Grandmother also gets three years probation and must pay restitution
Ariana Magathan died Oct. 16, 2009, and her family buried her on Oct. 23, which would have been her second birthday.
More than a year and a half later, her grandmother Carolyn Bellamy, 60, formerly of Gresham, was sentenced to 18 months in prison with three years of post-prison supervision after being found guilty of criminally negligent homicide in Ariana's death.
Bellamy is also required to pay restitution and a compensatory fine to the family to cover funeral expenses. She'll get credit for serving 14 months leading up to and through the trial, which leaves her serving four more months in prison.
As part of Bellamy's post-prison supervision, Judge Janice Wilson recommended that Bellamy have no contact with any child or live with a child unless approved in writing by the post-prison supervision officer. Bellamy is also required to have further evaluation and counseling as indicated by her post-prison supervision officer.
'Nothing is proportional to the loss of a 23-month-old child,' Wilson said. 'Although we call the money restitution, there is nothing anyone can do to restore what's been lost there.'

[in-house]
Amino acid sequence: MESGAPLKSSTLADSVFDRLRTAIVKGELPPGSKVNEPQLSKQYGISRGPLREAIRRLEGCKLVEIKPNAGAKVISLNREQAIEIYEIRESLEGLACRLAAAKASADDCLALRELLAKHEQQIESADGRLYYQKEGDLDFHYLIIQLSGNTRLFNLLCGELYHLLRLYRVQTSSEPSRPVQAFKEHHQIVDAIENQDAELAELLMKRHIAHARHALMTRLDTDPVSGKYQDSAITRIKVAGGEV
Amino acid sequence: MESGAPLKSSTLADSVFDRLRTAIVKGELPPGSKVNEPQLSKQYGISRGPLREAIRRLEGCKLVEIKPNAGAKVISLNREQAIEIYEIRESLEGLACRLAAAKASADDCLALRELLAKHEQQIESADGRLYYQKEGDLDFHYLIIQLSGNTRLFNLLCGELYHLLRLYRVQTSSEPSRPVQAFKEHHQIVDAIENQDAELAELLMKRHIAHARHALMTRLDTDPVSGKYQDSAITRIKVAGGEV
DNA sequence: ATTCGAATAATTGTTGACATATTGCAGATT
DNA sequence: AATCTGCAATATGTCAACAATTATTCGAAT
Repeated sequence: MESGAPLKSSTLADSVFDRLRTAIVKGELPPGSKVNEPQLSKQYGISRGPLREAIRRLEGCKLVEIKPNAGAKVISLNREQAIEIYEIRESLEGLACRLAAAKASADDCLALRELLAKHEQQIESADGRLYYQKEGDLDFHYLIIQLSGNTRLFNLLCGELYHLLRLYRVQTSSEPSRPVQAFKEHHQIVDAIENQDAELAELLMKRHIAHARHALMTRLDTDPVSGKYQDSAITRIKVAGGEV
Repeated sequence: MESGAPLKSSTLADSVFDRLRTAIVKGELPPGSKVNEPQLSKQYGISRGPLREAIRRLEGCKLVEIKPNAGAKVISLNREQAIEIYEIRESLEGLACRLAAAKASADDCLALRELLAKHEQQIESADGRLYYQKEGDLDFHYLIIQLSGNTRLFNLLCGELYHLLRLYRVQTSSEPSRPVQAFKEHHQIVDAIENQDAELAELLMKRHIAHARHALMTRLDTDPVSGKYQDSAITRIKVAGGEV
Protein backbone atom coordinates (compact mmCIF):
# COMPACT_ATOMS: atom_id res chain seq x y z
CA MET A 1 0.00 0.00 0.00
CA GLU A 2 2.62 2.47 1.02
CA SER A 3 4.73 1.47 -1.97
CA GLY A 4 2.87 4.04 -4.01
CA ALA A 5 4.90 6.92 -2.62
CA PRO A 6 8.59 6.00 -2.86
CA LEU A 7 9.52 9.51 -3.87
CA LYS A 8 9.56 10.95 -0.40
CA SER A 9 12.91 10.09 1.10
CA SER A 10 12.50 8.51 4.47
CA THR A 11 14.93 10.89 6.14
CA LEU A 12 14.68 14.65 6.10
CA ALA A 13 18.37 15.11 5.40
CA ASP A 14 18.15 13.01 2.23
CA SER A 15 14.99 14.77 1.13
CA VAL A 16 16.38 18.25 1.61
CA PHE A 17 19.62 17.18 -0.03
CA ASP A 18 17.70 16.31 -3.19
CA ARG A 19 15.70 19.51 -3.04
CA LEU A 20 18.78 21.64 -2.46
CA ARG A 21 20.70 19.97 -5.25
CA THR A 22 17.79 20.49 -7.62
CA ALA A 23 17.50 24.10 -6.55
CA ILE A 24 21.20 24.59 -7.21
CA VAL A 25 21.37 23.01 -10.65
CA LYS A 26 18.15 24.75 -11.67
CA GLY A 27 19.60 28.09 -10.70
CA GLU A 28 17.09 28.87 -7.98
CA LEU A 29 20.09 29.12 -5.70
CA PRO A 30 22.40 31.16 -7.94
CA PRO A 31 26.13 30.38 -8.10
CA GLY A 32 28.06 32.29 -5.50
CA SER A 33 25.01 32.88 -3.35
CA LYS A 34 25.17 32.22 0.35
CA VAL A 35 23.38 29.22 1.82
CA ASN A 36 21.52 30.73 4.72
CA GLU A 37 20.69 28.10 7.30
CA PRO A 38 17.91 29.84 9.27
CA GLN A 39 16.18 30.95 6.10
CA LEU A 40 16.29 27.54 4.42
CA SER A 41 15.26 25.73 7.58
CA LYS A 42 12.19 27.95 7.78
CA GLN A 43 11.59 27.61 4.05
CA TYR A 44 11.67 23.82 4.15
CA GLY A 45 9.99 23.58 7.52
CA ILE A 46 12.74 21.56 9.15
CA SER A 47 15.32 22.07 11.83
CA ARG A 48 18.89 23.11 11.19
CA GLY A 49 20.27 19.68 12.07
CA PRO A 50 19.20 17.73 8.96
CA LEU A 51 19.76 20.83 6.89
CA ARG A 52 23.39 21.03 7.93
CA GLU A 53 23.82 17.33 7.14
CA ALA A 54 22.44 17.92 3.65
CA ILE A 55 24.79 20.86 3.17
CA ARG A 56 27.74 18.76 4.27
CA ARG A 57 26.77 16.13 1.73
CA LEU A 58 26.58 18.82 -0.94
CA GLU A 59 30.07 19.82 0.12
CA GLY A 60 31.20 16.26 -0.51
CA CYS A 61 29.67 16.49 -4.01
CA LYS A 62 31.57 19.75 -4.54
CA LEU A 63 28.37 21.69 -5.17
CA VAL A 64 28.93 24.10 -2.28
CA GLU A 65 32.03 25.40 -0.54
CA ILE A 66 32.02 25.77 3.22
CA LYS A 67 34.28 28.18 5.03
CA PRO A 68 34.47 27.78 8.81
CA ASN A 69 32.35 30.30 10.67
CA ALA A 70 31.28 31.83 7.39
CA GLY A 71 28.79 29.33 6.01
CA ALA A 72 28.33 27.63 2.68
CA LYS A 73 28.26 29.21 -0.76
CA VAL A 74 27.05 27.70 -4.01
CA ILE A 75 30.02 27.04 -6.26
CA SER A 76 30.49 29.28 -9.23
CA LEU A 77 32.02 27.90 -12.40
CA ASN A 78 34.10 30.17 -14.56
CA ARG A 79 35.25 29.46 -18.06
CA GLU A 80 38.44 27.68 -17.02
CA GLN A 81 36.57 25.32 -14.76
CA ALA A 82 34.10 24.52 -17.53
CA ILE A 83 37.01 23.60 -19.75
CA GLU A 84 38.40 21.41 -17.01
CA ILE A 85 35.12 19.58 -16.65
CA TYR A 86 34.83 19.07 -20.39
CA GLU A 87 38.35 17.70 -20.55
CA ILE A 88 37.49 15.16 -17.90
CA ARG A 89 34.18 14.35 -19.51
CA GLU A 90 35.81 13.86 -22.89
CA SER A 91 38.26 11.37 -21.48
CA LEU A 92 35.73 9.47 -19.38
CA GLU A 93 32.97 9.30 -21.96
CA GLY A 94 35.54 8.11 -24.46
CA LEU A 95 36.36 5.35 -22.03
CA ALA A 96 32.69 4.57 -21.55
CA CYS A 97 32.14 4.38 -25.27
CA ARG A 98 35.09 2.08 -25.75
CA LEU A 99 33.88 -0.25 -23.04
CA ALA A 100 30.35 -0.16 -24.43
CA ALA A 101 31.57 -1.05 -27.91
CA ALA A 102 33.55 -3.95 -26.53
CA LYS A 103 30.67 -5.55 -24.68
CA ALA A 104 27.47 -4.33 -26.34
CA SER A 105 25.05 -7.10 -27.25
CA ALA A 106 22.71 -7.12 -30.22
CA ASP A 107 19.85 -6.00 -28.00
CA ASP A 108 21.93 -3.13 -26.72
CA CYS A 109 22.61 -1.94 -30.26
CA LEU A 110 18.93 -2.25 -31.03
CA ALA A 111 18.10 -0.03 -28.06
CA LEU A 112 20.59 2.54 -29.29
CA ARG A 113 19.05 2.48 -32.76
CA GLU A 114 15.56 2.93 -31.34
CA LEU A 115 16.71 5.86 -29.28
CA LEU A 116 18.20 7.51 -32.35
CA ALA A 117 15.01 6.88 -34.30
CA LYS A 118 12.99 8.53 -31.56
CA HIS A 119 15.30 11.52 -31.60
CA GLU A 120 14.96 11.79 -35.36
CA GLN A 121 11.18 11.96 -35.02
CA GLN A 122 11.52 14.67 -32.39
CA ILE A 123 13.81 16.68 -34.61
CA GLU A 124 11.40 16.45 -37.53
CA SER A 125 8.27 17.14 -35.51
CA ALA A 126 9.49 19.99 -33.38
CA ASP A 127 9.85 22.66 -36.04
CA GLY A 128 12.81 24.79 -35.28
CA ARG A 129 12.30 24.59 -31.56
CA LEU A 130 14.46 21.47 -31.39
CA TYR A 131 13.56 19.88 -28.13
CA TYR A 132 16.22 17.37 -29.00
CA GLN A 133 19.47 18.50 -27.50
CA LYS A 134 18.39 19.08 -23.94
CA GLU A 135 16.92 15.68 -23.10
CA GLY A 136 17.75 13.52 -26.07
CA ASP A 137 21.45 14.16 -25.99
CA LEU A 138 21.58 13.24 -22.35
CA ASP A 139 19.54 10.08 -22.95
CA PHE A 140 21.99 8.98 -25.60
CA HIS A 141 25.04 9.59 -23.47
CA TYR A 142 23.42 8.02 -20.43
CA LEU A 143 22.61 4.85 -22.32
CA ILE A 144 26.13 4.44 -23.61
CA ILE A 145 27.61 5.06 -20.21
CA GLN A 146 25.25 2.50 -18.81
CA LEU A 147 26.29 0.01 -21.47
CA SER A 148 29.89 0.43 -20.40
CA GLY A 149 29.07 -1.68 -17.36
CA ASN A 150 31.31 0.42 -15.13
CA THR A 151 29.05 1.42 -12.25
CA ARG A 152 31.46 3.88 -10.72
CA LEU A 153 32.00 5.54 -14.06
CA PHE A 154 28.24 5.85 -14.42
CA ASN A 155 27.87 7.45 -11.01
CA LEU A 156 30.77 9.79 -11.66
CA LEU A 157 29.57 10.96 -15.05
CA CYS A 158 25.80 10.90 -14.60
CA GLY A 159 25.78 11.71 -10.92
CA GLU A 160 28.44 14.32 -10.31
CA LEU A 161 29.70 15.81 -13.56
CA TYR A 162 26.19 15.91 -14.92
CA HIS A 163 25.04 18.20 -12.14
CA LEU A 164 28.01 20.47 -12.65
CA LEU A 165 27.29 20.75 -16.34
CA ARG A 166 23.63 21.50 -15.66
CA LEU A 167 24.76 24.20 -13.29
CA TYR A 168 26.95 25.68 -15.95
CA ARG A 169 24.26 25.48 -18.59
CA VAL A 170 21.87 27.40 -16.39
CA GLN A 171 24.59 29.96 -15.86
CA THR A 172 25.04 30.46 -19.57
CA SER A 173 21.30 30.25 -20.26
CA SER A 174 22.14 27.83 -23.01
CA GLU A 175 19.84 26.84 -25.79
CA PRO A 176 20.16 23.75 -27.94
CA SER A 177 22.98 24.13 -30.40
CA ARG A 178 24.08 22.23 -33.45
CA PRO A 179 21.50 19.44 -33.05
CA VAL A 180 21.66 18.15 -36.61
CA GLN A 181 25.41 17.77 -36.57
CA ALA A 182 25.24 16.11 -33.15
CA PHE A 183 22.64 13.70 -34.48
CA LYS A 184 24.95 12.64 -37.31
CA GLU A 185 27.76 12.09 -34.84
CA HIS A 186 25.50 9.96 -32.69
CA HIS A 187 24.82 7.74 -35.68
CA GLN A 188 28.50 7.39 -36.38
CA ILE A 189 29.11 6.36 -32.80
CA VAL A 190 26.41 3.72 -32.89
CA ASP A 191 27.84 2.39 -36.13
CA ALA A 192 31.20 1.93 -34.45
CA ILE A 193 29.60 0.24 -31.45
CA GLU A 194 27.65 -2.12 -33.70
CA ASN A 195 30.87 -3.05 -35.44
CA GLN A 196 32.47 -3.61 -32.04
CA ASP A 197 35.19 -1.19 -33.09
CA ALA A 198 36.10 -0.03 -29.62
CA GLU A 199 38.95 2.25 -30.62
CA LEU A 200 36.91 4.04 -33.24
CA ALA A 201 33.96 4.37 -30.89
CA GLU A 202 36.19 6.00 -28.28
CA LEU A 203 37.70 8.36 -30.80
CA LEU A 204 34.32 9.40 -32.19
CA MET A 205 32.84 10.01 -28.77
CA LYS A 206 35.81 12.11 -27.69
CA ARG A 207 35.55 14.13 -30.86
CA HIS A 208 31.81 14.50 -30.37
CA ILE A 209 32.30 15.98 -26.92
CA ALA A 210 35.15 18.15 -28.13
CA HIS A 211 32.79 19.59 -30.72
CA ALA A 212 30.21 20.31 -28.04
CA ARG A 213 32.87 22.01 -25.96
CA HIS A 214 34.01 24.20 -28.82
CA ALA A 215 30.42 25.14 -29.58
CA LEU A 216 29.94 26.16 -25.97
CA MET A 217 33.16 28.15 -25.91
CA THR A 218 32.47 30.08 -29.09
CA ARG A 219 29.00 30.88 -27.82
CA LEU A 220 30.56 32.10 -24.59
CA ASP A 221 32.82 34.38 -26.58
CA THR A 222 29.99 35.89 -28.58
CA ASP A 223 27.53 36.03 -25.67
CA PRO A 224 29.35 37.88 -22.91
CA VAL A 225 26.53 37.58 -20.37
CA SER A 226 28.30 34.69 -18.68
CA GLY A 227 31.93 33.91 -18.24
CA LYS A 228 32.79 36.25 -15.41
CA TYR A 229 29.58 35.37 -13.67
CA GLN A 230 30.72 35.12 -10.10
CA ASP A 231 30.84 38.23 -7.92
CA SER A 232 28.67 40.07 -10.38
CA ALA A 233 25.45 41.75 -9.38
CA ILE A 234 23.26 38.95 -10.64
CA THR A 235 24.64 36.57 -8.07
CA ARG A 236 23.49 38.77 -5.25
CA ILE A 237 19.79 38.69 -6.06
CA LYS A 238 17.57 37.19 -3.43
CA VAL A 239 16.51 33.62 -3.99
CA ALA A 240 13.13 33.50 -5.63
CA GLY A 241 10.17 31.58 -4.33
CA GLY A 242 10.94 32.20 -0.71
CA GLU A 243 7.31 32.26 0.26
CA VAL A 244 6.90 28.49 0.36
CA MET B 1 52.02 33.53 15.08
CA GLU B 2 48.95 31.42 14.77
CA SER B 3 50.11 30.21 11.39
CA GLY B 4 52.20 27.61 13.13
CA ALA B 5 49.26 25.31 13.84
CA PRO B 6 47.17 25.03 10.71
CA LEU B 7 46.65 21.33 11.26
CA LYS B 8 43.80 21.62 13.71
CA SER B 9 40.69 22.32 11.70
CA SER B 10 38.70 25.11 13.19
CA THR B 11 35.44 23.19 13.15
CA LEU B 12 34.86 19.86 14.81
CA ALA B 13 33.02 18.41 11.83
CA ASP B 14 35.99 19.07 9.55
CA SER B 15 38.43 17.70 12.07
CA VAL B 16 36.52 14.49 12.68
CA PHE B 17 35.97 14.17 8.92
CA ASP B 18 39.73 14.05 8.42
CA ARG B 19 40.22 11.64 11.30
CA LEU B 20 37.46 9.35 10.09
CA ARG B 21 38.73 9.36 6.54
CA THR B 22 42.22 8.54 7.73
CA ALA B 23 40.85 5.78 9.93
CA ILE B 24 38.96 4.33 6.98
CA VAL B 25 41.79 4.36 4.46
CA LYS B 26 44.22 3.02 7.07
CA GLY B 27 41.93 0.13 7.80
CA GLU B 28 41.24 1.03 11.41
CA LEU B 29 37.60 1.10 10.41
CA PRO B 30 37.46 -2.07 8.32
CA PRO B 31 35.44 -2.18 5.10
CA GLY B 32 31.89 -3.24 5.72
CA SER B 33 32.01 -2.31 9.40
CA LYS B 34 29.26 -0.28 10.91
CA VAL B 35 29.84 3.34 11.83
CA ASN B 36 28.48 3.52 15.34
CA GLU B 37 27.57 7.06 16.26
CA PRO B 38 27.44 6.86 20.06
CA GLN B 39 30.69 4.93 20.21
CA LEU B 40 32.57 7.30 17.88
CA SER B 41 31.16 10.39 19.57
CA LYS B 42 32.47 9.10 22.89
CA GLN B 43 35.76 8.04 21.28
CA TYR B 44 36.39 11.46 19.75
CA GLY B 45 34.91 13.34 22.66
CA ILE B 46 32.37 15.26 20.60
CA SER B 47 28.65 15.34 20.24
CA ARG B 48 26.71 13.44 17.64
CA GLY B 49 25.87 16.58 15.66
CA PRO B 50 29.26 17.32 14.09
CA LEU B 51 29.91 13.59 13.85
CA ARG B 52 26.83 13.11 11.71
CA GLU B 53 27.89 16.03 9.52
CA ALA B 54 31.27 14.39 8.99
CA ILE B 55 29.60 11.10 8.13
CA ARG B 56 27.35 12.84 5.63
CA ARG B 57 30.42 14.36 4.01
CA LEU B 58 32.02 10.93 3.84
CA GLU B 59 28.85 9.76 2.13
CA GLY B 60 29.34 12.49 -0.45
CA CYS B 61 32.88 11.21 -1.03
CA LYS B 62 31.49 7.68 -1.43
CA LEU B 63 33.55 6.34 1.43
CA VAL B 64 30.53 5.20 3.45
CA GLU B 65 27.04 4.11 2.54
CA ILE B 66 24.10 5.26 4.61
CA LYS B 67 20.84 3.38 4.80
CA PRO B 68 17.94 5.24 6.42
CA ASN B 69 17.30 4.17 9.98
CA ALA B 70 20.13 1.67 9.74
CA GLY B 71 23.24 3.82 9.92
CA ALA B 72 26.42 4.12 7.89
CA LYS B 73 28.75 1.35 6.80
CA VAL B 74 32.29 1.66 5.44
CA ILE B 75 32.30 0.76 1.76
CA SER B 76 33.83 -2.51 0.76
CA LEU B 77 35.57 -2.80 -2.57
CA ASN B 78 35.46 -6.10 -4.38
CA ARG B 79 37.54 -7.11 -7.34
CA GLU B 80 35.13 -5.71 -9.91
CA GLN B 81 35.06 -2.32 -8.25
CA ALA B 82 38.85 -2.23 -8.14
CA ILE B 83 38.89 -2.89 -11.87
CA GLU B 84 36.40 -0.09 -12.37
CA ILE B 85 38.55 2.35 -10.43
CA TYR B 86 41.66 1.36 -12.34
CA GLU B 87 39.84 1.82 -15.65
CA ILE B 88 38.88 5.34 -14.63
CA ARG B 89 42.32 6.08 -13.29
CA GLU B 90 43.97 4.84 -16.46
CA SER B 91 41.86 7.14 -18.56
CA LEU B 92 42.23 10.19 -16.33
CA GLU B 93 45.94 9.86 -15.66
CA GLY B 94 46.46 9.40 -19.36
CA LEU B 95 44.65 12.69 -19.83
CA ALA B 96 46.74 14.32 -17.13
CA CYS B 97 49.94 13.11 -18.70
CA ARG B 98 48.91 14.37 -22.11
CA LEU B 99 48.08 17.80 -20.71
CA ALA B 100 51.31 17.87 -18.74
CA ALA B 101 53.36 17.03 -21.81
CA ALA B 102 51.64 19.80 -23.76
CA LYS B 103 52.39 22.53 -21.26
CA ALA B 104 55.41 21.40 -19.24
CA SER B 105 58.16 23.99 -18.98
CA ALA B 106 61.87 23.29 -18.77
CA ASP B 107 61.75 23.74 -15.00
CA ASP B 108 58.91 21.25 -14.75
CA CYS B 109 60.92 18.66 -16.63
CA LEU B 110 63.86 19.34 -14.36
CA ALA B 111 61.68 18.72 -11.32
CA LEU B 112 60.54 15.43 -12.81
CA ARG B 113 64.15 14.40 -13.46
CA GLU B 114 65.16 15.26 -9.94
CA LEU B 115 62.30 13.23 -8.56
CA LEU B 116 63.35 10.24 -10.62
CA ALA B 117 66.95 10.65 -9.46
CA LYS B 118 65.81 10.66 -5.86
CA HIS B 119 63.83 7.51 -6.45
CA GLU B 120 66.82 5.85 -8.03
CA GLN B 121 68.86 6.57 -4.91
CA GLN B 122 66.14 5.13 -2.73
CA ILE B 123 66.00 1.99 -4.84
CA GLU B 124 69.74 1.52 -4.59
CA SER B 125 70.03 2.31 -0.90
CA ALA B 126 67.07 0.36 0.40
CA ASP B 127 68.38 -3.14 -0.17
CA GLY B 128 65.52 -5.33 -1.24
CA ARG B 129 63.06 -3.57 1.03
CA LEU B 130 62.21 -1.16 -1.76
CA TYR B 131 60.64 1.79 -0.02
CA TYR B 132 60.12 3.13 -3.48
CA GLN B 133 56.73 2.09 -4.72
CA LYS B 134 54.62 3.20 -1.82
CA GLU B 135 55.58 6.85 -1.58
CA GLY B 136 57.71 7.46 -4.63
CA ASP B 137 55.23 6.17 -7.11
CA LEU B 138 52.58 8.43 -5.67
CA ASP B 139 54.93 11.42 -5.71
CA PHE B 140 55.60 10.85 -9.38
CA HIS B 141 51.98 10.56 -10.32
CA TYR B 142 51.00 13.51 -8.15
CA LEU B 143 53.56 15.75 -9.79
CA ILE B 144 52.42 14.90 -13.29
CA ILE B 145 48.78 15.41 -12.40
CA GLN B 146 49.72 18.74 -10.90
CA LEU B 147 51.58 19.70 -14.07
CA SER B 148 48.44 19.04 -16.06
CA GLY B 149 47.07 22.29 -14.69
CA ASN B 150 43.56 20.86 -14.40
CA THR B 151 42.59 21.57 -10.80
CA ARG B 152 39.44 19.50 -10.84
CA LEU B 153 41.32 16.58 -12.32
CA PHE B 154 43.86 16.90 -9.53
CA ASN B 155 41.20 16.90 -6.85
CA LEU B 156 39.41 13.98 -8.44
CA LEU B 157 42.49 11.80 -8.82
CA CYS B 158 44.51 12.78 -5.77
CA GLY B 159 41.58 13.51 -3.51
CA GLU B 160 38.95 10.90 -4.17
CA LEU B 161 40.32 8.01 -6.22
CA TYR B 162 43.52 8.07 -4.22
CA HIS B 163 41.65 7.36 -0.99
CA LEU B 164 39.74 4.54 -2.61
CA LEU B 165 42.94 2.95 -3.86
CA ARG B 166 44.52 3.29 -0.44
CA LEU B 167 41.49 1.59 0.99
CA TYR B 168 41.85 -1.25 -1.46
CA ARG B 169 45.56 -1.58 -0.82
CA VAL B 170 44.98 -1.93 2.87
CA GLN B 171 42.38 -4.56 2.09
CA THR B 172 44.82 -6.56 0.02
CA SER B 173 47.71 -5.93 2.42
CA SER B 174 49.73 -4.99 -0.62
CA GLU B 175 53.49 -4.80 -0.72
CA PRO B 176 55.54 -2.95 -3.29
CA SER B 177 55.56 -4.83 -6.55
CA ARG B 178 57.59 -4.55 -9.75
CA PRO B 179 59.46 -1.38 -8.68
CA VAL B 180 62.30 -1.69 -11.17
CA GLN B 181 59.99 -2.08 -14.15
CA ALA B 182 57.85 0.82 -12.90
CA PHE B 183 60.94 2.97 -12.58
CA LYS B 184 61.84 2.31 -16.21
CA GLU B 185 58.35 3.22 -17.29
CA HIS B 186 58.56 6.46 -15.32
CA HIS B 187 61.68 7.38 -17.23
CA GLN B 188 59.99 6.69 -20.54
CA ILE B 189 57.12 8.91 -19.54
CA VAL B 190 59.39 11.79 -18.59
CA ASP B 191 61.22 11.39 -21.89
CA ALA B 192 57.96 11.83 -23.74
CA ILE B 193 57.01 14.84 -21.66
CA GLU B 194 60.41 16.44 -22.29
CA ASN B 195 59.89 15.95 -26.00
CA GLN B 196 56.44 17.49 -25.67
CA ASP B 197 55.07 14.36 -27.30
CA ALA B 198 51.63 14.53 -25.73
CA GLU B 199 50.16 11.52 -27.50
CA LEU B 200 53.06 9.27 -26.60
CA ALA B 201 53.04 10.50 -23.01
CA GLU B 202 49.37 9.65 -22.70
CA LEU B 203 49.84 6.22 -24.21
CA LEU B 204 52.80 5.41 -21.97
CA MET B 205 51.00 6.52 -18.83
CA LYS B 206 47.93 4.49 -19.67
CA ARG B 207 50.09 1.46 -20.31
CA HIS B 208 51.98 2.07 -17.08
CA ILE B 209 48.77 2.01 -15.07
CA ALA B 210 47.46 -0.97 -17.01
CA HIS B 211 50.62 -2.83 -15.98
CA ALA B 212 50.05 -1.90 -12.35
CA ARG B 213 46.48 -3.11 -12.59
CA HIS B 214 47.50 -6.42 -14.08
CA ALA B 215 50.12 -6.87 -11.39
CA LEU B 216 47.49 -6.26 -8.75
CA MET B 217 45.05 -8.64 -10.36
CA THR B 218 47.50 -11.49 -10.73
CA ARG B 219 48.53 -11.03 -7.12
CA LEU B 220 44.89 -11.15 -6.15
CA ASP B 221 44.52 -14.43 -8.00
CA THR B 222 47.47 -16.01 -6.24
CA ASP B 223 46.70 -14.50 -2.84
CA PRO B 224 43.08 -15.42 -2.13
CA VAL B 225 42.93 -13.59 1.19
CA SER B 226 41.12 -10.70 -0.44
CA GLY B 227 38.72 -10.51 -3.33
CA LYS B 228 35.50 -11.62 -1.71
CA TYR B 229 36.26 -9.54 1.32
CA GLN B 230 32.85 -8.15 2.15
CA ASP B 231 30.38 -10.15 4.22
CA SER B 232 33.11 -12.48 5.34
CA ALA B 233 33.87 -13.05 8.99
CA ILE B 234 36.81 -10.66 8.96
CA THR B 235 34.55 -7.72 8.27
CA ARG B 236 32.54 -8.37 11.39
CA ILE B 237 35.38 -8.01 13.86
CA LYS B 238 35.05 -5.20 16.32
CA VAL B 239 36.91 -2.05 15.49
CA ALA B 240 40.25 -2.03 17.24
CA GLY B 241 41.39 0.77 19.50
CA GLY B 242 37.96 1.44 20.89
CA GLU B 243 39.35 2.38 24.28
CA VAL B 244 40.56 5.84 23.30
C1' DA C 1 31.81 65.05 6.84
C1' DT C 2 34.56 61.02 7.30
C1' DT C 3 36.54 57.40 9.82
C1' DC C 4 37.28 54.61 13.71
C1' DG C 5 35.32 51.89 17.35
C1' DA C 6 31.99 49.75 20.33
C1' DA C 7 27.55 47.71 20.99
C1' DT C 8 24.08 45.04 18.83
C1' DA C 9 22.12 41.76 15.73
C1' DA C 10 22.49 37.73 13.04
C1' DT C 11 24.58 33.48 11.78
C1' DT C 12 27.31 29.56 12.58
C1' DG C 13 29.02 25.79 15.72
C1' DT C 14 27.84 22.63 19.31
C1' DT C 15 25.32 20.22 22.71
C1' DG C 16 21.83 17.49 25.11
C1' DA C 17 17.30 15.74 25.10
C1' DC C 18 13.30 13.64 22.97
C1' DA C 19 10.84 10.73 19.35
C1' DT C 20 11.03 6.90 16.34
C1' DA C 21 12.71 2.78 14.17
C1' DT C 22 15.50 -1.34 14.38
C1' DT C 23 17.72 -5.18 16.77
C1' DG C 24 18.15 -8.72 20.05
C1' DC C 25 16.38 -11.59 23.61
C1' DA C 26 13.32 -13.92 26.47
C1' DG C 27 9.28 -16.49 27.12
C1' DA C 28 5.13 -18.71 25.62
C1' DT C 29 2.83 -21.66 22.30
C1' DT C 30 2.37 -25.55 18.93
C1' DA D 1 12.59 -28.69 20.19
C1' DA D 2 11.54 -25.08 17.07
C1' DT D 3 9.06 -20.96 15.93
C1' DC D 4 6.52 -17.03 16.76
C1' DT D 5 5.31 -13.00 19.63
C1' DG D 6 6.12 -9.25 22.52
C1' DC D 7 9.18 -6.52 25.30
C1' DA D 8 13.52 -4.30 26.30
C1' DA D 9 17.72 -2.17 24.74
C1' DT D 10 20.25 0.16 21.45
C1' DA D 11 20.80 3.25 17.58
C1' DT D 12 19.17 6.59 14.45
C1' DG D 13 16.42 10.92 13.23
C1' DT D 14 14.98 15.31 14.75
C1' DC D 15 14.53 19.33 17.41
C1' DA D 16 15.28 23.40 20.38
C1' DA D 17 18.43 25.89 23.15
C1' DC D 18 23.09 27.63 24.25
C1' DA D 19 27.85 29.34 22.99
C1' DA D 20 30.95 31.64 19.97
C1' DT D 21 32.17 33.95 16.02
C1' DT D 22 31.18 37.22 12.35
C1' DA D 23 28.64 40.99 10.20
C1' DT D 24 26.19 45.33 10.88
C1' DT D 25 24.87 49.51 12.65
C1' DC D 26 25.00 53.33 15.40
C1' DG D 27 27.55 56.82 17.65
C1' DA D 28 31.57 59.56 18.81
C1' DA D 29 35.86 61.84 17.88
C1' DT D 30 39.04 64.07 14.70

Wilson convicted Bellamy July 29 of criminally negligent homicide in Ariana's death. At the sentencing Aug. 3, members of the child's family addressed Bellamy.
'My photo book, this is all I have of her, and you have almost two years of memories,' Ariana's paternal grandmother, Laurie Sochia, said as she held up her photo album to show Bellamy. 'I will never have any firsts. You've taken them from me as well as from everyone else.'
Despite the verdict, the actual events of Oct. 12, 2009 - the day that Bellamy called 9-1-1 to report that Ariana had crawled off the bed and was not breathing - remain unclear.
'I hope you can live day by day knowing that you have hurt so many people by doing this violent act,' Ariana's father, Josh Magathan, said at the sentencing. 'You know what happened, and you just can't admit it.'
Wilson agreed that the facts of what happened to Ariana still need to be revealed.
'I hope that at some point you can come to terms with whatever it was you did,' Wilson said in her sentencing. 'I think that would bring peace to a lot of people.'
Bellamy's attorney, Russell Barnett, argued that Bellamy does feel guilty for the death of Ariana, despite her 'stoicism' at the trial, and members of her family maintain that she is not a violent person and would not have lost her temper with Ariana.
'I assure the court that her feelings of concern, remorse, responsibility … are there,' Barnett said.
All parties lament the child's death and say that no amount of money or jail time can bring Ariana back.
'This family has been profoundly impacted by the death of their loved one,' Deputy District Attorney John Casalino said.